The Taxation of Dual-Status Aliens
If you are a foreign national and came to the U.S. in the middle of the year, you may be surprised to learn there are three ways the U.S. can tax you: as a nonresident alien, a resident alien or a dual-status alien. A dual-status alien is someone who is both a resident alien and nonresident alien in the same tax year. This generally happens in the year someone enters or leaves the U.S.
Let’s look at an example. Jeffrey is a French citizen who had never before been in the U.S.. He entered the U.S. on an H visa on May 1, 2015, and stayed the rest of the year. Jeffrey meets the substantial presence test because he was in the U.S. for more than 183 days during the year. In this example, Jeffrey is a dual-status alien because he is both a nonresident alien and a resident alien in the same year. He will be a nonresident alien from January 1 to April 30, and a resident alien from May 1 to December 31.
Dual-status tax year
A dual-status tax year is split into two parts – the nonresident alien portion and the resident alien portion. You will be taxed only on your U.S. source income during the nonresident alien portion of your year and on worldwide income for the resident alien portion of your year.
For example, let’s say Jeffrey received dividends from a U.S. company in February 2015 during his nonresident portion of the year. Because the dividends are U.S. source income, it will be reportable for his nonresident portion of the year. If Jeffrey received dividends from a foreign company during the nonresident portion of the year, he would not report the income in the dual-status year.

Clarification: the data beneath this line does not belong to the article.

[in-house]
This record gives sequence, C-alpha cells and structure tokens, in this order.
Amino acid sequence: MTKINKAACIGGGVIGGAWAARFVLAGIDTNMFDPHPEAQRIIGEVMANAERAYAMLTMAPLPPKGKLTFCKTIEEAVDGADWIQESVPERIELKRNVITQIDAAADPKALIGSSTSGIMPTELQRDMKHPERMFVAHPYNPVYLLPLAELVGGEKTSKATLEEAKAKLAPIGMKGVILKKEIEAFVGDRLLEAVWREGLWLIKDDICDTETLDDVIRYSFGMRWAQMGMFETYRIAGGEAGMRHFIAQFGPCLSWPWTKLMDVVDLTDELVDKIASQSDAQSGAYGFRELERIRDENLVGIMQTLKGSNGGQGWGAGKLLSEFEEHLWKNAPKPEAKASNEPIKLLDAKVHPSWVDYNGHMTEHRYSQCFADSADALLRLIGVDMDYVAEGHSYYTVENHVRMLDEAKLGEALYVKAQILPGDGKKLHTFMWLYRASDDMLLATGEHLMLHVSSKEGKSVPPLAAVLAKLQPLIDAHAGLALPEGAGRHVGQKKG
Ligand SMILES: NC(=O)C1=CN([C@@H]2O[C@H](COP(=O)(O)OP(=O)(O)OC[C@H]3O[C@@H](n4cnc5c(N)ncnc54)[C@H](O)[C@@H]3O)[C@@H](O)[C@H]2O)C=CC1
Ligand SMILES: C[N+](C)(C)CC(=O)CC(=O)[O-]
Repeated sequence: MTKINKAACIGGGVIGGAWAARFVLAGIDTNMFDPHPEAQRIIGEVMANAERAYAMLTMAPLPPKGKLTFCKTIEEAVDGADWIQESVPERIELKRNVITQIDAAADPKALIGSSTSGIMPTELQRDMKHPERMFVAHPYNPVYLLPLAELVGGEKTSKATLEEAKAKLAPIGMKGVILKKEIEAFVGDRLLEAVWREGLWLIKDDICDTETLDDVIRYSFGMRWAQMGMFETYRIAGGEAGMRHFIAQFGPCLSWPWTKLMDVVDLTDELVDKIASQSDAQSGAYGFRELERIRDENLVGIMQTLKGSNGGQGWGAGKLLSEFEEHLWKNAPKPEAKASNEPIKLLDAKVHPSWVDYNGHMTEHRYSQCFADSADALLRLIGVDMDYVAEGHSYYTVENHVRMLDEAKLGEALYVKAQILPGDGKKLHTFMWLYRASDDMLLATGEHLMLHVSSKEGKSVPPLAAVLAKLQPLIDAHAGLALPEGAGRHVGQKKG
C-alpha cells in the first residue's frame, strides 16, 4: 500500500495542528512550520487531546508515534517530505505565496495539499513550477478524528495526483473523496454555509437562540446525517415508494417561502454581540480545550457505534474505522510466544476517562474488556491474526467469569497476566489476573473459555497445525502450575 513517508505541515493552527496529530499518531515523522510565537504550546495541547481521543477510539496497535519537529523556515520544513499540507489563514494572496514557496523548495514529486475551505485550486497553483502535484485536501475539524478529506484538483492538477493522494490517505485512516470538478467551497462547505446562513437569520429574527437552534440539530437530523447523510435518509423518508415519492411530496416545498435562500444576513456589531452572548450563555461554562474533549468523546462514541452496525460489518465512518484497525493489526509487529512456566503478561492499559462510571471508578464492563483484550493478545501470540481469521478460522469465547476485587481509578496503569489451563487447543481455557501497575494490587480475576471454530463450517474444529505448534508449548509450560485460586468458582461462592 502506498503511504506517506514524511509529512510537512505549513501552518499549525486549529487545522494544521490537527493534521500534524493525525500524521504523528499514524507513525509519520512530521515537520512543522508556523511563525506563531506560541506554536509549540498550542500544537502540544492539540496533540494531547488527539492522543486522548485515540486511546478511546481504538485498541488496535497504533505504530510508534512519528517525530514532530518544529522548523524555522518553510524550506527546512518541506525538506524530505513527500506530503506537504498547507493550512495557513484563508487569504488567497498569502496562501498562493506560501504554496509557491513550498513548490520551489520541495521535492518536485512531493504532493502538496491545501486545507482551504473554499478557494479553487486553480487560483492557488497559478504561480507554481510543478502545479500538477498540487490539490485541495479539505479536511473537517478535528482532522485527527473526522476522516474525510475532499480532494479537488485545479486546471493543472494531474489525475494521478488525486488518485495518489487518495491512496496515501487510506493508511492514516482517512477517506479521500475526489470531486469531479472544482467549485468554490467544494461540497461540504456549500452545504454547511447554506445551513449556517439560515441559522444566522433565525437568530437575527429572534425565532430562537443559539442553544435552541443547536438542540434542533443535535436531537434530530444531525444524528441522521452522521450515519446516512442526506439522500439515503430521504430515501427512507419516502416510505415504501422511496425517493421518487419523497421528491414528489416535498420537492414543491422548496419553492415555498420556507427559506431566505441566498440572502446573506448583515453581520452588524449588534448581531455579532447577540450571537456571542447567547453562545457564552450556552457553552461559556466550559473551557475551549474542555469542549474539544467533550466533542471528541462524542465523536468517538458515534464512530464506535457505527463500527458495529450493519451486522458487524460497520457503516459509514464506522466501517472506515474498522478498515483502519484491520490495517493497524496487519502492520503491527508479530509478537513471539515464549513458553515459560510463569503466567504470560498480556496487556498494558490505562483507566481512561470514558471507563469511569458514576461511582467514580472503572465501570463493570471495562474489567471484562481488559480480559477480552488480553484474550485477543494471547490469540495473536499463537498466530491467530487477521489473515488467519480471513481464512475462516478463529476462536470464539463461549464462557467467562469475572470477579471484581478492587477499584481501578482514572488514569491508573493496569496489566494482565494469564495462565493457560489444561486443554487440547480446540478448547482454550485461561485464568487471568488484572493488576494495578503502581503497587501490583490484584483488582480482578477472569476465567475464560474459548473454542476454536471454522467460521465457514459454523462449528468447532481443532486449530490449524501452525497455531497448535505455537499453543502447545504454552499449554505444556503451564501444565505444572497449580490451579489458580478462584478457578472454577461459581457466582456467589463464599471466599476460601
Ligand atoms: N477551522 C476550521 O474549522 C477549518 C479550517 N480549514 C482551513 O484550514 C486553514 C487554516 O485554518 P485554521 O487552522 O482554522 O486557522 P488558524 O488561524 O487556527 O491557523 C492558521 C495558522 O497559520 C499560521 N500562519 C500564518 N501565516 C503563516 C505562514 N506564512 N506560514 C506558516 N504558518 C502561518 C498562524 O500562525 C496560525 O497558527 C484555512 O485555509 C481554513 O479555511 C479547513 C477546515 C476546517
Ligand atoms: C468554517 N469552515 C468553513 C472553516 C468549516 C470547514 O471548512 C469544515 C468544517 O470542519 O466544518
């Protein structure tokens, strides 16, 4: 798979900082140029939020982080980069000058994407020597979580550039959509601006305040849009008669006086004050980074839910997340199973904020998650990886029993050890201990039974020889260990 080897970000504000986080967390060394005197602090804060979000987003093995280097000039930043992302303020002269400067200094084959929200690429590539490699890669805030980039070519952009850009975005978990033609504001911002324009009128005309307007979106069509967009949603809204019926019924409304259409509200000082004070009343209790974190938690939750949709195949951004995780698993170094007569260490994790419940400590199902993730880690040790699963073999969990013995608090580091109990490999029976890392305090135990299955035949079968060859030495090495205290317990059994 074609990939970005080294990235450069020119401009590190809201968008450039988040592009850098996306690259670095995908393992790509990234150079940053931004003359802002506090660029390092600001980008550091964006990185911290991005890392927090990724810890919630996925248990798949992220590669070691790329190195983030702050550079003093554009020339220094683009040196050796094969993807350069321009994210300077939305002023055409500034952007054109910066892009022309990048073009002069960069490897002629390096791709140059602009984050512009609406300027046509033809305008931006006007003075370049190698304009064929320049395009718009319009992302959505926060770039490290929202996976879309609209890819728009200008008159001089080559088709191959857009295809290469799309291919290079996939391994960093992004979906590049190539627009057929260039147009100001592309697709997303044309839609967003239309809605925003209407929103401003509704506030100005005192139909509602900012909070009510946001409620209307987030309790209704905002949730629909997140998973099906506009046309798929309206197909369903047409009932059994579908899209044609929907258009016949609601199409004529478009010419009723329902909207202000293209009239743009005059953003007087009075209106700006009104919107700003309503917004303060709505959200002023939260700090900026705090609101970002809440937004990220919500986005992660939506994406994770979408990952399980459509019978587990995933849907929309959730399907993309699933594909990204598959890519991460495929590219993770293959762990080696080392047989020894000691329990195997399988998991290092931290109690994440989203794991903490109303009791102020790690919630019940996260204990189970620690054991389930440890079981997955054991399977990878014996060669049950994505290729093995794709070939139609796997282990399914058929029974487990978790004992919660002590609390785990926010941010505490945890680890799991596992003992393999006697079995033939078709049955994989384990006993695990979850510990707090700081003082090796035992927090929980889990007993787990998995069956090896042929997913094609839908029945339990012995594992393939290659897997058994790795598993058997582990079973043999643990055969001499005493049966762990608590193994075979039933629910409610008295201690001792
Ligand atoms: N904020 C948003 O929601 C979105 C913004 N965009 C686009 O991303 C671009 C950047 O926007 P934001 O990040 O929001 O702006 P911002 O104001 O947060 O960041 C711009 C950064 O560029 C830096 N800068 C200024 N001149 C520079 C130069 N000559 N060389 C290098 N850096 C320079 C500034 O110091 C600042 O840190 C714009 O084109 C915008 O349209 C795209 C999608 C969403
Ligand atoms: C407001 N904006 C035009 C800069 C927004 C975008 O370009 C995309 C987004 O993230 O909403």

How to file a dual-status return
If you are a resident alien at the end of the year, like Jeffrey, you must file Form 1040. Write “Dual-Status Return” across the top of your Form 1040. You must also attach a statement to your return to show any U.S. source income from the part of the year you are a nonresident. Form 1040NR can be used as the statement, but make sure to write “Dual-Status Statement” across the top. A dual-status return cannot be e-filed.
If you are instead a resident alien at the beginning of the year and a nonresident alien at the end, you will use Form 1040NR as your return and Form 1040 as the statement.
Restrictions for dual-status taxpayers
If you are a dual-status taxpayer, the following restrictions apply to how you can file:
- You cannot use the standard deduction. However, you may itemize deductions. Note that generally only itemized deductions related to a U.S. trade or business will be allowed for your nonresident portion of the tax year.
- Exemptions for a spouse or dependent are allowed for the resident alien part of your tax year. However, your total spousal and dependent exemptions cannot exceed your taxable income (figured without deducting personal exemptions) for the period you are a resident alien. You can only claim spousal or dependent exemptions for the nonresident portion of your year if you were a resident of Canada or Mexico, a U.S. national, or a qualifying Indian student or business apprentice.